Suitable packing 32 is positioned on the chamber 29 side of the bearing means 12, which communicates with the wick 17 along the sides 27 of the retainers 22 and 22a. The packing 32 has a plurality of cut-outs 42 along the opposed edges of the packing, giving the packing 32 a saw tooth appearance. The teeth formed in the edges ensure excellent contact between packing and wick. The packing 32 and wick 17 may be constructed from any suitable material and preferably both are formed from a felt-like material commonly used in the art. The packing 32 acts as a lubricant reservoir for the bearing means 12. That is to say, the motor may be constructed in accordance with conventional constructional techniques and the packing and wick charged with lubricant by applying the lubricant to the ears 20 of the wick 17. Application of the lubricant to the wick 17 conveys the lubricant both to the bearing means 12 and to the packing 32, until the entire lubrication system 41 is charged.
The wall 10 has a plurality of the receptacle means 35 integrally formed with it. Receptacle means 35 includes an abutment surface 36 having a side 37 arranged so that the side 37 defines a stop for the receptacle 35. Preferably, the abutment surface 36 has a lead chamfer 50 formed in it, which eases installation of the retaining means 18 during bearing assembly with minimum deflection of the retaining means.
In assembling the bearing means 12 and retaining means 18, the bearing is placed upon the seat defined by the wall 9 and the wick 17 is placed in position. Retaining means 18 is then placed over the bearing with its lips 25 engaging the spherical surface of the bearing means 12, the tabs 26 being located approximately 30 degrees from the position shown in FIG. 3. That is to say, the tabs 26 are in a position in which they are clear of the receptacle means 35. The retaining means 18 and in particular the tabs 26 thereof are then pressed axially toward the bearing means 12 and the retainer 18 is rotated to the position shown in FIG. 3. As indicated, a lead chamfer 50 may be used in conjunction with the receptacle means 35 as an assembly aid, if desired. In that position, the edges of tabs 26 abut the side 37, thereby positively stopping and preventing further rotational movement of the retaining means 18, while an area 45 engages abutment surface 36. Retaining means 18 preferably is constructed from a suitable spring-like material and interlocking the tabs and receptacle means hold the retaining means 18 in stress condition.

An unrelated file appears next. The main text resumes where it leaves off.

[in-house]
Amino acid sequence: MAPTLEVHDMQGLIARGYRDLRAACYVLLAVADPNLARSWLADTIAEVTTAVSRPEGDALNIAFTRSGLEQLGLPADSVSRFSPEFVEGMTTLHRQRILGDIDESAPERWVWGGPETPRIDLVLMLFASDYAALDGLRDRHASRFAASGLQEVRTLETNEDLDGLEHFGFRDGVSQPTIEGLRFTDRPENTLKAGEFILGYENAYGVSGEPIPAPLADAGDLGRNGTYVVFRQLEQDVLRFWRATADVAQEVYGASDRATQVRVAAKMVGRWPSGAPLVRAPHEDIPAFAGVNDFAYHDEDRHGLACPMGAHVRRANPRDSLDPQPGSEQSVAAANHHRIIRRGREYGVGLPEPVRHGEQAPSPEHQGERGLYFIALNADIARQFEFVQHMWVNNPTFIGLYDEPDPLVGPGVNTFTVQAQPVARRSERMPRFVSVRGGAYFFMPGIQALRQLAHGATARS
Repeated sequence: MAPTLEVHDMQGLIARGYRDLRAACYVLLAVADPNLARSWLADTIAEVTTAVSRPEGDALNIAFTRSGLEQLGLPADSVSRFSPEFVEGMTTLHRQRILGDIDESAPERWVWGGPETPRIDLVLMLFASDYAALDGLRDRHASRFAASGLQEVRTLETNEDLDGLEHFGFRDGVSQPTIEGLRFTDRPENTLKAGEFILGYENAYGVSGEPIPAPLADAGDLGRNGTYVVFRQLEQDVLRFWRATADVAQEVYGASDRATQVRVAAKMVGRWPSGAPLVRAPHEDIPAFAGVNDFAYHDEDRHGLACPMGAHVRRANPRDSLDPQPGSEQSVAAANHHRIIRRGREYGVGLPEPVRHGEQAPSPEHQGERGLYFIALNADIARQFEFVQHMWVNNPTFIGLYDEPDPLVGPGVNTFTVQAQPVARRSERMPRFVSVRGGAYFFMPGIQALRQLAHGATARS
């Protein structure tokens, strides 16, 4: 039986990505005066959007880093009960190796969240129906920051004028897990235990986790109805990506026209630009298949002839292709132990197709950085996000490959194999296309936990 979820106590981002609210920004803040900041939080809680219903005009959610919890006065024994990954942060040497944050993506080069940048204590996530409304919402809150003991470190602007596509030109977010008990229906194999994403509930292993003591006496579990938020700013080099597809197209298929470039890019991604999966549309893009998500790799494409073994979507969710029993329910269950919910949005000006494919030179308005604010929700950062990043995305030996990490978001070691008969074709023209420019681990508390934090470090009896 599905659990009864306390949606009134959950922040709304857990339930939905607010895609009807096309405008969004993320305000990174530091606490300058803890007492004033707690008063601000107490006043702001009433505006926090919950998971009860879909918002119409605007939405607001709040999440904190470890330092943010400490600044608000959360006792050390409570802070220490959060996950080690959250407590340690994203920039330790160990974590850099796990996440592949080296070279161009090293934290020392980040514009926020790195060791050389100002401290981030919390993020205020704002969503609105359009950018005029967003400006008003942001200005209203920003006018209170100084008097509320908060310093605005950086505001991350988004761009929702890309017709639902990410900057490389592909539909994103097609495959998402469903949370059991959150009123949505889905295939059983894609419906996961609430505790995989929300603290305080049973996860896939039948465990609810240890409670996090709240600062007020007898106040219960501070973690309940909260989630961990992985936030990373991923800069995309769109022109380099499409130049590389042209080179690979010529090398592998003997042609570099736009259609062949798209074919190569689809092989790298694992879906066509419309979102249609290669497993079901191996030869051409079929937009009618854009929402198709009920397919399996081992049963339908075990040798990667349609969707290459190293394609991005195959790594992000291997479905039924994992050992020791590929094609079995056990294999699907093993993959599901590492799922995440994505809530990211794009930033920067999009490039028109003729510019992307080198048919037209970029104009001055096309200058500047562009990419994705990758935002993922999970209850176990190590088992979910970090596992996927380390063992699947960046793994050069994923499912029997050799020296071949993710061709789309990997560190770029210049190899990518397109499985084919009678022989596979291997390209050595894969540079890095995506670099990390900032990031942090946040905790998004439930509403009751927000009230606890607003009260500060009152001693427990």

Numerous variations, within the scope of the appended claims, will be apparent to those skilled in the art in light of the foregoing description and accompanying drawings. Thus, while a generally square or rectangular retaining means 18 was described, other shapes are compatible with the broader aspects of this invention. Likewise, packing means 32 is described as having a saw tooth edge. Otherwise scalloped edge effects may be used, if desired. The design and design silhouette of various conventional components of the motor 1 may be varied in other embodiments of this invention. These variations are merely illustrative.
|Cited Patent||Filing date||Publication date||Applicant||Title|
|US3423138 *||3 Oct 1966||21 Jan 1969||Gen Electric||Thrust bearing|
|US3966278 *||13 Nov 1974||29 Jun 1976||Emerson Electric Co.||Lubricated self-aligning bearing assembly|
|US4014596 *||30 Sep 1975||29 Mar 1977||Kabushikikaisha Ochiai Seisakusho||Self-centerable bearing|
|FR1171829A *||Title not available|
|Citing Patent||Filing date||Publication date||Applicant||Title|
|US4219245 *||11 Apr 1979||26 Aug 1980||Emerson Electric Co.||Spherical bearing retainer|
|US4308478 *||22 Feb 1979||29 Dec 1981||Emerson Electric Co.||Lubrication system for dynamoelectric machine|
|US4309062 *||21 Sep 1979||5 Jan 1982||Emerson Electric Co.||Bearing movement preventing system|
|US4634298 *||14 Aug 1985||6 Jan 1987||A. O. Smith Corporation||Self-aligning bearing retention system|
|US5710468 *||23 Aug 1995||20 Jan 1998||General Electric Company||End frame assembly|
|US7732960||29 Aug 2006||8 Jun 2010||Emerson Electric Co.||Motor having thrust system|
|US7772732||10 Aug 2010||Emerson Electric Co.||Motor having a thrust system|
|US20080054746 *||29 Aug 2006||6 Mar 2008||Emerson Electric Co.||Motor having thrust system|
|US20080246357 *||18 Jun 2008||9 Oct 2008||Emerson Electric Co.||Motor having a thrust system|
|International Classification||F16C33/10, F16C23/04|
|Cooperative Classification||F16C23/045, F16C33/103|
|European Classification||F16C23/04S2, F16C33/10L2|